Fiction > Harvard Classics > Ben Jonson > The Alchemist
  PREVIOUS NEXT  
CONTENTS · BOOK CONTENTS · BIBLIOGRAPHIC RECORD · DRAMATIS PERSONÆ
Ben Jonson (1572–1637).  The Alchemist.
The Harvard Classics.  1909–14.
 
Act II
 
Scene II
 
 
MAMMON, SURLY.  [Enter] FACE, [as a Servant] 1

  MAM.  Do we succeed? Is our day come? And holds it?
  FACE.  The evening will set red upon you, sir;
You have colour for it, crimson: the red ferment
Has done his office; three hours hence prepare you        4
To see projection.
  MAM.        Pertinax, my Surly.
Again I say to thee, aloud, BE RICH.
This day thou shalt have ingots; and to-morrow        8
Give lords th’ affront.—Is it, my Zephyrus, right?
Blushes the bolt’s-head? 2
  FACE.        Like a wench with child, sir,
That were but now discover’d to her master.        12
  MAM.  Excellent witty Lungs!—My only care is
Where to get stuff enough now, to project on; 3
This town will not half serve me.
  FACE.        No, sir! buy        16
The covering off o’ churches.
  MAM.        That’s true.
  FACE.        Yes.
Let ’em stand bare, as do their auditory; 4        20
Or cap ’em new with shingles.
  MAM.        No, good thatch:
Thatch will lie light upo’ the rafters, Lungs.—
Lungs, I will manumit thee from the furnace;        24
I will restore thee thy complexion, Puff,
Lost in the embers; and repair this brain,
Hurt with the fume o’ the metals.
  FACE.        I have blown, sir,        28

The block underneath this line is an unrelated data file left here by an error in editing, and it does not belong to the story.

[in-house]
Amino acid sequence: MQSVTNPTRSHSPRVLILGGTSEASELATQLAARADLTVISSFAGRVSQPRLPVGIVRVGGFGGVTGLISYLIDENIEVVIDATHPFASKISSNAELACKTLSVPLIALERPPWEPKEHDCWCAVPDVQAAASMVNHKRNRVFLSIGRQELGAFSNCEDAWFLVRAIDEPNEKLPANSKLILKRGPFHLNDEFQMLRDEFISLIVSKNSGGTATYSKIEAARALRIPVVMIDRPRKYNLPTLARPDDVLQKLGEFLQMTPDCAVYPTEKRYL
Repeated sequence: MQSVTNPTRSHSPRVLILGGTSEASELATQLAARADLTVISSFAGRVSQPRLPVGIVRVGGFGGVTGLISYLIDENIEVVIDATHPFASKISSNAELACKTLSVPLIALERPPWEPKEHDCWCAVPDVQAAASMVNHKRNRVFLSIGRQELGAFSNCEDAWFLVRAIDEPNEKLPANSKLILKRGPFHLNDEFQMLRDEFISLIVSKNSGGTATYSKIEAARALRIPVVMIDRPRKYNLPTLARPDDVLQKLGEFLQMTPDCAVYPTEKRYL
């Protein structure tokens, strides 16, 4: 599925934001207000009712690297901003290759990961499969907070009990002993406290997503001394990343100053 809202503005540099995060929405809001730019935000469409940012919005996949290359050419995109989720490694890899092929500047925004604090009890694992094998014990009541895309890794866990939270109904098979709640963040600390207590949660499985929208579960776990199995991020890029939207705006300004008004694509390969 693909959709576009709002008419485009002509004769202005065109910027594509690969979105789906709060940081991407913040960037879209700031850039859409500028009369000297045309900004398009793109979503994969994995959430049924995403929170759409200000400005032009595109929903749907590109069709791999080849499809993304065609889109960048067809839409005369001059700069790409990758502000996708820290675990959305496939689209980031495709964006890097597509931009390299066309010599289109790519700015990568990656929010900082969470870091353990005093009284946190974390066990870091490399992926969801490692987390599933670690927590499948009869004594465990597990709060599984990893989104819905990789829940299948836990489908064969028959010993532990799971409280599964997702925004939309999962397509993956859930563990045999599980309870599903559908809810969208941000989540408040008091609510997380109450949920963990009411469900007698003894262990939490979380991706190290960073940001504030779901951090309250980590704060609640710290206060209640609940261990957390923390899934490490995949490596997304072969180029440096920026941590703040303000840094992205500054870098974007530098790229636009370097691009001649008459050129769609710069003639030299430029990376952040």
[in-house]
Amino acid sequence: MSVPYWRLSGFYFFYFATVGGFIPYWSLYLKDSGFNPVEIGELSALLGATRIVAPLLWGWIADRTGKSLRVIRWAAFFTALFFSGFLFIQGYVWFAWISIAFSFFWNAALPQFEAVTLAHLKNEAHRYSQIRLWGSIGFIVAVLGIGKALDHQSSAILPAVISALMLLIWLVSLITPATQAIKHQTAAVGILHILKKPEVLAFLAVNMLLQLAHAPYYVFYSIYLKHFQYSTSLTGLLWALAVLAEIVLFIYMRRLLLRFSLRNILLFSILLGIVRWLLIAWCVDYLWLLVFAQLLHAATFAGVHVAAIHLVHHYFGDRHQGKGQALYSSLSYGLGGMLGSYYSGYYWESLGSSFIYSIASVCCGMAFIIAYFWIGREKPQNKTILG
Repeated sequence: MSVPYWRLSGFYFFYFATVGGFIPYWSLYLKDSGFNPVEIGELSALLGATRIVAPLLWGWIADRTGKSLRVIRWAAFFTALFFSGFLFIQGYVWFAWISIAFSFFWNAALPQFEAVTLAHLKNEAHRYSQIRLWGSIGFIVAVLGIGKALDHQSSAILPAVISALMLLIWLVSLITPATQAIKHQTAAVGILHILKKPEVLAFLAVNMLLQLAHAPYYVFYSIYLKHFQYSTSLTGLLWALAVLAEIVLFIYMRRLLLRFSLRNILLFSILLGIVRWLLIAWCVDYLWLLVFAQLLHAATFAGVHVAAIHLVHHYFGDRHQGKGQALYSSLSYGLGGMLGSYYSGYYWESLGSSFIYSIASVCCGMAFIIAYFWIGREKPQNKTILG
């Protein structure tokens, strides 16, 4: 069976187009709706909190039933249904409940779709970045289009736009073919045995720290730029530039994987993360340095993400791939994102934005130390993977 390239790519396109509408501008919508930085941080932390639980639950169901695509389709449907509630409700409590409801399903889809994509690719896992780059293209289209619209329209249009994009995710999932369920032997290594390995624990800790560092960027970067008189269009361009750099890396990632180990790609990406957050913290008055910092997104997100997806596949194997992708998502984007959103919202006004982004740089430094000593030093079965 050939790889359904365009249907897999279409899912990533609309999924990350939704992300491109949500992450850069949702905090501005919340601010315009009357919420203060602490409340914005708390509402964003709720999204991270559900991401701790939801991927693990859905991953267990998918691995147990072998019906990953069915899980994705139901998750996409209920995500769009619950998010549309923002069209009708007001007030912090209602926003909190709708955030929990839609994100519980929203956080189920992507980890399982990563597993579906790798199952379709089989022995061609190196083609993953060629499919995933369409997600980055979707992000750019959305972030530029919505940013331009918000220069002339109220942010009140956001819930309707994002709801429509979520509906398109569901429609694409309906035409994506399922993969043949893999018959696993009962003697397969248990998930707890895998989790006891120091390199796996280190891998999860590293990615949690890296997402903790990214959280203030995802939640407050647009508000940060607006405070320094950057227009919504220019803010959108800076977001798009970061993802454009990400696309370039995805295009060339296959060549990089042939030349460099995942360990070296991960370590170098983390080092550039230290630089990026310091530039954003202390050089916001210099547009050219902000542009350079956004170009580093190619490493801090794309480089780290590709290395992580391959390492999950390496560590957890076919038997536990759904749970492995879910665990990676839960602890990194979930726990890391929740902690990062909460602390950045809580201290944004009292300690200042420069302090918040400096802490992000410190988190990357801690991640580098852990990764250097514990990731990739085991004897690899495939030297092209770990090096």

Hard, for your worship; thrown by many a coal,
When ’twas not beech; weigh’d those I put in, just,
To keep your heat still even. These blear’d eyes
Have wak’d to read your several colours, sir,        32
Of the pale citron, the green lion, the crow,
The peacock’s tail, the plumed swan.
  MAM.        And lastly,
Thou hast descried the flower, the sanguis agni?        36
  FACE.  Yes, sir.
  MAM.        Where’s master?
  FACE.        At’s prayers, sir, he;
Good man, he’s doing his devotions        40
For the success.
  MAM.        Lungs, I will set a period
To all thy labours; thou shalt be the master
Of my seraglio.        44
  FACE.        Good, sir.
  MAM.        But do you hear?
I’ll geld you, Lungs.
  FACE.        Yes, sir.        48
  MAM.        For I do mean
To have a list of wives and concubines
Equal with Solomon, who had the stone
Alike with me; and I will make me a back        52
With the elixir that shall be as tough
As Hercules, to encounter fifty a night.—
Thou’rt sure thou saw’st it blood?
  FACE.        Both blood and spirit, sir.        56
  MAM.  I will have all my beds blown up, not stuft;
Down is too hard: and then, mine oval room
Fill’d with such pictures as Tiberius took
From Elephantis, and dull Aretine        60
But coldly imitated. Then, my glasses
Cut in more subtle angles, to disperse
And multiply the figures, as I walk
Naked between my succubæ. My mists        64
I’ll have of perfume, vapour’d ’bout the room,
To lose our selves in; and my baths, like pits
To fall into; from whence we will come forth
And roll us dry in gossamer and roses.—        68
Is it arrived at ruby?——Where I spy
A wealthy citizen, or [a] rich lawyer,